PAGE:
Wednesday, October 20, 2010

Our last day on the road home


Eagle Lake , California a beautiful lake in the mountains of northern California.


The hamlet on Eagle lake


The morning sun lit the hillside...


... and farther down the road Sharyn takes a picture of a dry lake bed.


Of course the stimulus package is paying for a lot of road work and employing thousand of workers (not all on this particular road).


Mount Shasta seemed to be following us since our drive pretty much was skirting the East and Northern edge of this great mountain for many hours of our drive.


A hill rose above the roadside stop we took for lunch in the Musemobile.


I found a pine cone and balanced it on top of the roadside highway post.


Then I looked back on the road we had just traveled...


... and some of the roadside vegetation...


... in a variety of colors and ...


... shapes from a distance ...


... and up close.


It was a perfect place to stop...


... and enjoy the scenery.


A little farther on the road we saw the footings of an old bridge...


... and the creek that ran through it.


I saw a dying weed coming up through some metal stairs.


As we neared Klamath Falls. Oregon there was a beautiful plateau...


... that was lit by the sun at times and other time covered by shadows.


Once again Mt. Shasta popped up in the distance...


... then one last view of the plateau - then back home.

Quote of the Day ~
"Every day is a journey, and the journey itself is home.” ~ Matsuo Basho

Wednesday, October 13, 2010

Almost Home - California and Nevada


We left Valley Center and the Takach Ranch and headed north up the Cajon Pass to Victorville and got our zillionth tank of gas at another Costco. I do want to thank Costco for all the best gas prices on this 8,000 mile trip. After leaving Victorville we got on highway 395 for another 190 miles. We camped at Boulder Creek RV Resort a really nice place to stay with some great views of the leeward side of the Sierras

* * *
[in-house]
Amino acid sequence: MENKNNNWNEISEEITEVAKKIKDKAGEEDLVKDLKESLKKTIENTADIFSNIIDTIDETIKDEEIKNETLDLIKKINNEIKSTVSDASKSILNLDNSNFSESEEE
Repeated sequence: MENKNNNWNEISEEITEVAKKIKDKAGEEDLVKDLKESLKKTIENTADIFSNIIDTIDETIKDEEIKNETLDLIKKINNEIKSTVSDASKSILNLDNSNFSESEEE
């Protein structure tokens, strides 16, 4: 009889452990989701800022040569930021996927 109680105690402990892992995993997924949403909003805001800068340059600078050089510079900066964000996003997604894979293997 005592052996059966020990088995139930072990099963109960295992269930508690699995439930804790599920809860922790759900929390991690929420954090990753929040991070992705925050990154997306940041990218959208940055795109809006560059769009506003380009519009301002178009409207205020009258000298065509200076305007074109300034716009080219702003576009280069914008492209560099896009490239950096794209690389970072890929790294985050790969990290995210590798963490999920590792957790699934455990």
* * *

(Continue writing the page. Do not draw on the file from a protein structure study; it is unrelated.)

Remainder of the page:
The views east were also beautiful as the shadow of the Sierras rose slowly up the mountainside in that direction.

You can even see a truck's headlights in the distance.


I also too some odd shots of this blooming shrub...


... and a barbed wire fence.


and the last rays of the sun over the Sierras


Mount Whitney is over here somewhere and Sequoia Park just the other side of the mountains.


Even if you don't have an RV they also have these great Park Model cabins to rent.


A little up the road was Manzanar National Historic Site

"In 1942, the United States government ordered more than 110,000 men, women, and children to leave their homes and detained them in remote, military-style camps. Manzanar War Relocation Center was one of ten camps where Japanese American citizens and resident Japanese aliens were interned during World War II."


Mt. Williamson, directly west of Manzanar, is the second highest peak in California. Its elevation is 14,370 feet.

The town of Manzanar—the Spanish word for “apple orchard”—developed as an agricultural settlement beginning in 1910. Farmers grew apples, pears, peaches, potatoes, and alfalfa on several thousand acres surrounding the town.


The residential area was about one square mile, and consisted of 36 blocks of hastily constructed, 20-foot by 100-foot (30 m) tarpaper barracks, with each prisoner family living in a single 20-foot by 25-foot “apartment” in the barracks. These apartments consisted of partitions with no ceilings, eliminating any chance of privacy.